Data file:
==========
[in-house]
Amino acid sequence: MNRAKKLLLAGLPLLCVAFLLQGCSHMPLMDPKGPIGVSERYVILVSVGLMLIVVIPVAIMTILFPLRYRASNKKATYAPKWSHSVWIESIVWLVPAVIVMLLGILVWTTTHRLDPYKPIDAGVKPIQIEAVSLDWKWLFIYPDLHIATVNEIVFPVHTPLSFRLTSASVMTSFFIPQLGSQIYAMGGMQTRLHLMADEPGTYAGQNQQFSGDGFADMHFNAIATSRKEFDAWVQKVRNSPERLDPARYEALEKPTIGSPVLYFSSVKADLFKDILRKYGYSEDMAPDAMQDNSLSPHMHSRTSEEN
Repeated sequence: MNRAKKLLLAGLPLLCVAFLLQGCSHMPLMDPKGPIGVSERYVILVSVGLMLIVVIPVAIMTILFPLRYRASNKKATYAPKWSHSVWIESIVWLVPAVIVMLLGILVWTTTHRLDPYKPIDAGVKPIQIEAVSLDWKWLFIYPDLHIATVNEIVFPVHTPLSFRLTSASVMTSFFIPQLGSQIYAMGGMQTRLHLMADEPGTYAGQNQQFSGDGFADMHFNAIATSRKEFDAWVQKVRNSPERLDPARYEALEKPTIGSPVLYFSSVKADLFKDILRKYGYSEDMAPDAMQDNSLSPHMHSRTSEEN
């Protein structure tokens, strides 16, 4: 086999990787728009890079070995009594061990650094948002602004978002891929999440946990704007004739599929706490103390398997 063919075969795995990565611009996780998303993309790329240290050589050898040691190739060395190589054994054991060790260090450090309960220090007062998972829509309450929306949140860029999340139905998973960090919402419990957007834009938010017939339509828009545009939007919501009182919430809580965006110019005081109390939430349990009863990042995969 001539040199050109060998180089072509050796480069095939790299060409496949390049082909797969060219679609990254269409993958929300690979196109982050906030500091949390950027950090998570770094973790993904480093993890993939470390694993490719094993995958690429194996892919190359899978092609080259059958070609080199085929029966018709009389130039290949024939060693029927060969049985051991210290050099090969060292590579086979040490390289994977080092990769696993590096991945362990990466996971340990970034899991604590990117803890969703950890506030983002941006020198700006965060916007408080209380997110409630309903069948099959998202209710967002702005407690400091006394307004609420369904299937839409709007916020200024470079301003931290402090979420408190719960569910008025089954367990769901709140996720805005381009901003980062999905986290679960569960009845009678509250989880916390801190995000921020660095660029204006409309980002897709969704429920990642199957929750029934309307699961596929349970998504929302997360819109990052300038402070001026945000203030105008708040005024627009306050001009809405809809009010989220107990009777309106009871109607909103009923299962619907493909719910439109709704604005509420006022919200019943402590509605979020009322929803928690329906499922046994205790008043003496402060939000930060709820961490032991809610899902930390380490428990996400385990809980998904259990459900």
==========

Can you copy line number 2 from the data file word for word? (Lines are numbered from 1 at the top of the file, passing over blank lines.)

Amino acid sequence: MNRAKKLLLAGLPLLCVAFLLQGCSHMPLMDPKGPIGVSERYVILVSVGLMLIVVIPVAIMTILFPLRYRASNKKATYAPKWSHSVWIESIVWLVPAVIVMLLGILVWTTTHRLDPYKPIDAGVKPIQIEAVSLDWKWLFIYPDLHIATVNEIVFPVHTPLSFRLTSASVMTSFFIPQLGSQIYAMGGMQTRLHLMADEPGTYAGQNQQFSGDGFADMHFNAIATSRKEFDAWVQKVRNSPERLDPARYEALEKPTIGSPVLYFSSVKADLFKDILRKYGYSEDMAPDAMQDNSLSPHMHSRTSEEN